South of Cozumel, ships stop at Belize City. Visitors can hop in a Jeep and venture into the jungle to view crocodiles, parrots and howler monkeys, or ramble down a river on a boat tour. Guided sightseeing excursions in town offer a sample of the local culture, highlighting the marketplace, cathedrals and restored colonial mansions.
To the east, ships frequently call at Grand Cayman in the Cayman Islands and Ocho Rios in Jamaica. Grand Cayman has warm waters with virtually no current, luring snorkelers and divers looking for close-up views of neon fish, fragile coral reefs and green turtles. Those who prefer viewing the wildlife without getting wet can ride in a glass-bottom boat or submarine. Ocho Rios is home to the famous Dunn's River Falls, a 600-foot-high staircase of cascading water.
Western Caribbean itineraries also can incorporate a stop at Key West, FL. The tiny island, just 2 miles by 4 miles in size, packs a lot of eclectic flair. You can tour Ernest Hemingway's home, learn about history's most infamous pirates at the Pirate Soul Museum, or browse the galleries along Duval Street.
Eastern Caribbean cruising grounds start east of Cuba, roughly stretching from the Dominican Republic, Turks and Caicos and Puerto Rico to the shores of the U.S. Virgin Islands, British Virgin Islands, St. Maarten and St. Martin.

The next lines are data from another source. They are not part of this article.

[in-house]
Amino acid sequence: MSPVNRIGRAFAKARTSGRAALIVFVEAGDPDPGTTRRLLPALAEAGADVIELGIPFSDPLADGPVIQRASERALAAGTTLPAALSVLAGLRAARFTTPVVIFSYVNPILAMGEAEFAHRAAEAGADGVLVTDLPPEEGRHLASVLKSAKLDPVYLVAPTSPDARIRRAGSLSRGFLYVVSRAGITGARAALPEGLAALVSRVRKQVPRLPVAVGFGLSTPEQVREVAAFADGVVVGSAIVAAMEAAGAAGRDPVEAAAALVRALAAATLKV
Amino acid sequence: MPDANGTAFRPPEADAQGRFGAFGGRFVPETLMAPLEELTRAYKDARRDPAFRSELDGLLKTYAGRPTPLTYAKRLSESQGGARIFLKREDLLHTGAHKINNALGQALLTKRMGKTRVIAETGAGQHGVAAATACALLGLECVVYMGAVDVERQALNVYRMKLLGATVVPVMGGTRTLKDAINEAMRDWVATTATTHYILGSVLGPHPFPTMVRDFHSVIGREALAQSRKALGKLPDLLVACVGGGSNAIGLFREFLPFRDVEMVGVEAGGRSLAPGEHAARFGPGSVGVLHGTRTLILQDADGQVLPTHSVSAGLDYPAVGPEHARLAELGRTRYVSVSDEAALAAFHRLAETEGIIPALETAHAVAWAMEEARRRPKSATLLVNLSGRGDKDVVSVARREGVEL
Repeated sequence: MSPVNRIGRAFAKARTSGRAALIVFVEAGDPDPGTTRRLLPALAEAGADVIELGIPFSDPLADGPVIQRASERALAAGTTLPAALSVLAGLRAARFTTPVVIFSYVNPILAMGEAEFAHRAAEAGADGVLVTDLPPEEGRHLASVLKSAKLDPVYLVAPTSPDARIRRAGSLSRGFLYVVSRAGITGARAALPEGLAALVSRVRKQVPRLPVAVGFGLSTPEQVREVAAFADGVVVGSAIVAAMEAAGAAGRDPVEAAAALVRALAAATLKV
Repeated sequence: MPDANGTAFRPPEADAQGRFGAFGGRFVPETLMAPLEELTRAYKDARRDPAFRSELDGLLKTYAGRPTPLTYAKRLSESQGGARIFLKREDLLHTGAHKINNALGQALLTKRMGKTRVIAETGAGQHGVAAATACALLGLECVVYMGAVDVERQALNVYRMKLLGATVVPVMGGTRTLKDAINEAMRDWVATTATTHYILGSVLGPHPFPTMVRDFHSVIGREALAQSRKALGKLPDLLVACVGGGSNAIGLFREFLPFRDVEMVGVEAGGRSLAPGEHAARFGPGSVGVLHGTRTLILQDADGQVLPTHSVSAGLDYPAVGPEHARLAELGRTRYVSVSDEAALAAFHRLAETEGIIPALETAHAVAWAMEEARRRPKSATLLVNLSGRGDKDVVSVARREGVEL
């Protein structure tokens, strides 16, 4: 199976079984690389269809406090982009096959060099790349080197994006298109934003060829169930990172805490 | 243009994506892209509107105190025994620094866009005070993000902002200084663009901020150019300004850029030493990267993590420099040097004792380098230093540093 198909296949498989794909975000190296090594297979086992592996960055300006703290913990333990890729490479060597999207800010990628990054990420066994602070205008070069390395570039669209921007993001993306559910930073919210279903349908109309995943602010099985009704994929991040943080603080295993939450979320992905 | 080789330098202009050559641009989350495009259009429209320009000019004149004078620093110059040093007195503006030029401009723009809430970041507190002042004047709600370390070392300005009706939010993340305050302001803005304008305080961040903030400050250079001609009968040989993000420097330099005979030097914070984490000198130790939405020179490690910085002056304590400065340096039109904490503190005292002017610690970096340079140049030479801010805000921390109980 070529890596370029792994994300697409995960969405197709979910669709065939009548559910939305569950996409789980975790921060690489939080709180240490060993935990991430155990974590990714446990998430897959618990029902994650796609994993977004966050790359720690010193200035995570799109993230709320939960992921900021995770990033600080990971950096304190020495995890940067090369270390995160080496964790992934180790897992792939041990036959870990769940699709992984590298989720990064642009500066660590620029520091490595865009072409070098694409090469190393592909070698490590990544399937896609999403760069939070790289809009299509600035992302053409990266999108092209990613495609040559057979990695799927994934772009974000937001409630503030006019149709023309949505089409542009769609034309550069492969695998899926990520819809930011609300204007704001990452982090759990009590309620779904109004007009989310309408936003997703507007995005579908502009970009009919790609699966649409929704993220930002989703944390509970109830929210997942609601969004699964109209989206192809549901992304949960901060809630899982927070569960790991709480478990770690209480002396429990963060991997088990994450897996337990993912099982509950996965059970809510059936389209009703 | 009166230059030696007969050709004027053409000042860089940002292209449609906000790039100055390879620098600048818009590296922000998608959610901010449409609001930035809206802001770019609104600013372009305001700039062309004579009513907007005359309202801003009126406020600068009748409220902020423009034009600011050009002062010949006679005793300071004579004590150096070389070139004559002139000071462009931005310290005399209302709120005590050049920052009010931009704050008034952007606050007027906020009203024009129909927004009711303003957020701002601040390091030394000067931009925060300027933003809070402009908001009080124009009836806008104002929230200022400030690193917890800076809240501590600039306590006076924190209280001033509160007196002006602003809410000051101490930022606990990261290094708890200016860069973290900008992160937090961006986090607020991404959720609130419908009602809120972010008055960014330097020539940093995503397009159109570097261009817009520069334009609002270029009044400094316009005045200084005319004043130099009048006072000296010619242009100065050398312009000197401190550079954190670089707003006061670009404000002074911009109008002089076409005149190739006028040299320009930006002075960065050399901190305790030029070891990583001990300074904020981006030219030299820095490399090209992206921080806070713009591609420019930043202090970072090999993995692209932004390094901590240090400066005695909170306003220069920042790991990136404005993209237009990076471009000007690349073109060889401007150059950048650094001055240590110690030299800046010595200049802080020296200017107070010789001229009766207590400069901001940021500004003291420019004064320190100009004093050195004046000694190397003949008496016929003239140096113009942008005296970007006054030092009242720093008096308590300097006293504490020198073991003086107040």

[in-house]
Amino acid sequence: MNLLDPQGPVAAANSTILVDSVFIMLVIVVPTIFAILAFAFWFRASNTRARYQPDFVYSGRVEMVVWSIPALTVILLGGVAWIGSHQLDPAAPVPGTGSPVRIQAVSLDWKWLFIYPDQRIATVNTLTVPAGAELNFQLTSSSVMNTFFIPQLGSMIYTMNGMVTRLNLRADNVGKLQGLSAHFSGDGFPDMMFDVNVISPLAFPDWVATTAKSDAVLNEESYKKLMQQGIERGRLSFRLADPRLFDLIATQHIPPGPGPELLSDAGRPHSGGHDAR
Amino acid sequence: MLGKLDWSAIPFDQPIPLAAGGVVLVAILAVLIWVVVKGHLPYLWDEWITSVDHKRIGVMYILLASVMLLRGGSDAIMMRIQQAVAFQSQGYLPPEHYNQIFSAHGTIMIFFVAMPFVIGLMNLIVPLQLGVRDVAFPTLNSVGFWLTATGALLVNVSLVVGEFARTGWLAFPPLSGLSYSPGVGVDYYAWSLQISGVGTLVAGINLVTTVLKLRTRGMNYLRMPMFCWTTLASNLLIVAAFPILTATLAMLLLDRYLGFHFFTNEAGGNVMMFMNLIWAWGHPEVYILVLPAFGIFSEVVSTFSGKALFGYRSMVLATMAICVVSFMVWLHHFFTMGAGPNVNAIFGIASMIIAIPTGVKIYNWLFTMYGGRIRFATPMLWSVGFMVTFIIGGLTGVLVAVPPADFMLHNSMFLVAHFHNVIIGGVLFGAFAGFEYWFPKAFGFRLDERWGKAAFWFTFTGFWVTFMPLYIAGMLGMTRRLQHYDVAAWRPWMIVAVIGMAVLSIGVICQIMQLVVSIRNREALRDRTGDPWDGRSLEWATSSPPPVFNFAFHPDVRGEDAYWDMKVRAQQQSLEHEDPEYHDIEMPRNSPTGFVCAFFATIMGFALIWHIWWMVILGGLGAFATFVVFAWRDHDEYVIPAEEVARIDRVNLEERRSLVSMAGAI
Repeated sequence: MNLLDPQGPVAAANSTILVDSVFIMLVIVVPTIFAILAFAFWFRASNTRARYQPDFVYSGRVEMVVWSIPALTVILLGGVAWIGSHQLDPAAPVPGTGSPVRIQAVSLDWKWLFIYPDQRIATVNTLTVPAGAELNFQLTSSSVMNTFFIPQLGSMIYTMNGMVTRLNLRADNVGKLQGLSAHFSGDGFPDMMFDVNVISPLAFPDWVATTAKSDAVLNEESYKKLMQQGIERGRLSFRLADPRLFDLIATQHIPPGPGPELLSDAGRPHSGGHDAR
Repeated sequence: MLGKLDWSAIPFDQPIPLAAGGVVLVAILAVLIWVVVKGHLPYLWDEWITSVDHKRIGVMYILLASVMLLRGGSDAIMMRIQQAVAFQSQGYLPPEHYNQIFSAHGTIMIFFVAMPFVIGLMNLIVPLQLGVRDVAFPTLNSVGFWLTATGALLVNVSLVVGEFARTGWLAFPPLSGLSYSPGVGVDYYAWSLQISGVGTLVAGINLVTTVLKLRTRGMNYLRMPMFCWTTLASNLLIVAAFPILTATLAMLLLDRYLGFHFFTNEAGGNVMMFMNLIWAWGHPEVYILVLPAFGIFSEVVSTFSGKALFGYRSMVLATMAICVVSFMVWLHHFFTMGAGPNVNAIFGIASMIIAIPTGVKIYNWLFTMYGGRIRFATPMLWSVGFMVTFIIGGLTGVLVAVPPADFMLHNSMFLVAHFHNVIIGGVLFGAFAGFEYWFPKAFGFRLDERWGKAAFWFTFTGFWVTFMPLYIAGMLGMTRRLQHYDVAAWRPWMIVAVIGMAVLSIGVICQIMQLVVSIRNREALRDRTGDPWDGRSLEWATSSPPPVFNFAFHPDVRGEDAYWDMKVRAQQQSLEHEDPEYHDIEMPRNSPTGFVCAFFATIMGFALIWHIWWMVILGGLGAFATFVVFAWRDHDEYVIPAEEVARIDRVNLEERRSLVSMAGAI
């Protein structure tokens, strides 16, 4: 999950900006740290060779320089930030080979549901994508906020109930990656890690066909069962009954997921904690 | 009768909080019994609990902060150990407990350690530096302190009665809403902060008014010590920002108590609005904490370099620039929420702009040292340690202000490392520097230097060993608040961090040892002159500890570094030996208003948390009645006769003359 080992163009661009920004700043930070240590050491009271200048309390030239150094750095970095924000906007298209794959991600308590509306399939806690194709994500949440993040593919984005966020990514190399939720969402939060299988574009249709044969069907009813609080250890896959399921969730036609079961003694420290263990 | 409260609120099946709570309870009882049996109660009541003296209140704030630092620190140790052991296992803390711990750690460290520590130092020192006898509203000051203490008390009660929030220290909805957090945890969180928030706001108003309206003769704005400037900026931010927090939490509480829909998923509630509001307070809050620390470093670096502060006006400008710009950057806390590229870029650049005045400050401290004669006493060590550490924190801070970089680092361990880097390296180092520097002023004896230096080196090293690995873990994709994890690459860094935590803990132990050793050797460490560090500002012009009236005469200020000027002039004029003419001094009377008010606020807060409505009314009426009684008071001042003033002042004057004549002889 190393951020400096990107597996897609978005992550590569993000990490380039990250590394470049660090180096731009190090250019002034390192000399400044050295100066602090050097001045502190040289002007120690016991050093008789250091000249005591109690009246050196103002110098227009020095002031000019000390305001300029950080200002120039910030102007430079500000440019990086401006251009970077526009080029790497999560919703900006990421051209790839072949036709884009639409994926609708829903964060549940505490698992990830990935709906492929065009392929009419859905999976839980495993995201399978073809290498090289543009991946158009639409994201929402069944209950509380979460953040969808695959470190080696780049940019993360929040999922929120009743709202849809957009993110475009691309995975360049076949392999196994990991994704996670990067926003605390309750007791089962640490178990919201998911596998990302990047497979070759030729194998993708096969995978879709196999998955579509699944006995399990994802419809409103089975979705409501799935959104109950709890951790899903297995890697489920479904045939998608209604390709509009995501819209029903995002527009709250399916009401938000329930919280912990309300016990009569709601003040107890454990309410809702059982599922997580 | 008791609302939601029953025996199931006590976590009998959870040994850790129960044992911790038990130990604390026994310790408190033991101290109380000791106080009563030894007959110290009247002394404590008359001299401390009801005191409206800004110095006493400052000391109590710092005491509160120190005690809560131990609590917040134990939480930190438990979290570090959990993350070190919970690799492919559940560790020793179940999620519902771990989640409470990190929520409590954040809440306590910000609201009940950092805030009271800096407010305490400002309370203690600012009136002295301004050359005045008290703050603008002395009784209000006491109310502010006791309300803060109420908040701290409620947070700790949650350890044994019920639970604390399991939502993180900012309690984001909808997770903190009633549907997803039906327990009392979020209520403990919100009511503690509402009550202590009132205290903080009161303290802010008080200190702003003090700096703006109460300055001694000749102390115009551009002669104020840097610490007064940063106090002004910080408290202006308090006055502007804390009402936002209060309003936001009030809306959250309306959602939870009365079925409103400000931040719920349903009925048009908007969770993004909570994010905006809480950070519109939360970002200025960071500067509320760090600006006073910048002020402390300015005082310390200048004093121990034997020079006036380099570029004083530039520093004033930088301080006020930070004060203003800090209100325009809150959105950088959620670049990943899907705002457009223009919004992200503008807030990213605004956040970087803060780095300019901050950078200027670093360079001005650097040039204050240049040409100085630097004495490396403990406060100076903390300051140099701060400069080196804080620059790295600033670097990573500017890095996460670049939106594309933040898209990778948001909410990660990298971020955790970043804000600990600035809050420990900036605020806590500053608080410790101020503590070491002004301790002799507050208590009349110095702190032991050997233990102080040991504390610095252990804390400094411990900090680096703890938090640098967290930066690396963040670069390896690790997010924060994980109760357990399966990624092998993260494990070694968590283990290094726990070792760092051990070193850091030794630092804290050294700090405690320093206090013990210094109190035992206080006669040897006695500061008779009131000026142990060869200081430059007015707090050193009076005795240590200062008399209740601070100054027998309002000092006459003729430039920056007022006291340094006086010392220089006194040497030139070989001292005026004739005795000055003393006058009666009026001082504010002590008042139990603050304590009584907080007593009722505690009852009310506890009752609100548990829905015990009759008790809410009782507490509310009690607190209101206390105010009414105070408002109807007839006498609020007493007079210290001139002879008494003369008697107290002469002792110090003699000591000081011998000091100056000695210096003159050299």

Founded in 1521, the Puerto Rican capital of San Juan is the second oldest city in the Americas. Its rich history is evident in the district known as Old San Juan, graced by cobblestoned streets, narrow walkways and picturesque colonial architecture. Passengers can join a shore excursion to El Yunque National Forest, the only tropical rain forest in the U.S. territories. History buffs can investigate El Morro, the Spanish fortress that has sat high above the water for centuries.
St. Thomas in the U.S. Virgin Islands is another favorite stop in the Eastern Caribbean. Heart-shaped Magens Bay is frequently labeled one of the world's most beautiful beaches, and it is best viewed for the first time from an overlook called Drake's Seat, perched high above the coast. "You look down and see the pure-white sands and all the shades of blue in the water, then wind your way down to the beach," says Sorrell Warren, director of customer service for Vacations To Go. He headed to Magens Bay when his ship, Royal Caribbean International's Adventure of the Seas, stopped in St. Thomas.
St. Thomas has several gorgeous beaches that are worth visiting. And when you've had enough of the sun, the island's Danish-named capital, Charlotte Amalie, is well-known for its duty-free shopping.
To the east, two nations share one island -- France occupying the northern half, St. Martin, and the Dutch claiming the southern half, St. Maarten. Cruise ships more commonly stop in St. Maarten, docking close to prime attractions. Warren especially appreciated the proximity to a variety of activities. "I did a sailboat race there, took a Segway ride and rode a Jet Ski -- all within walking distance of the ship," he notes.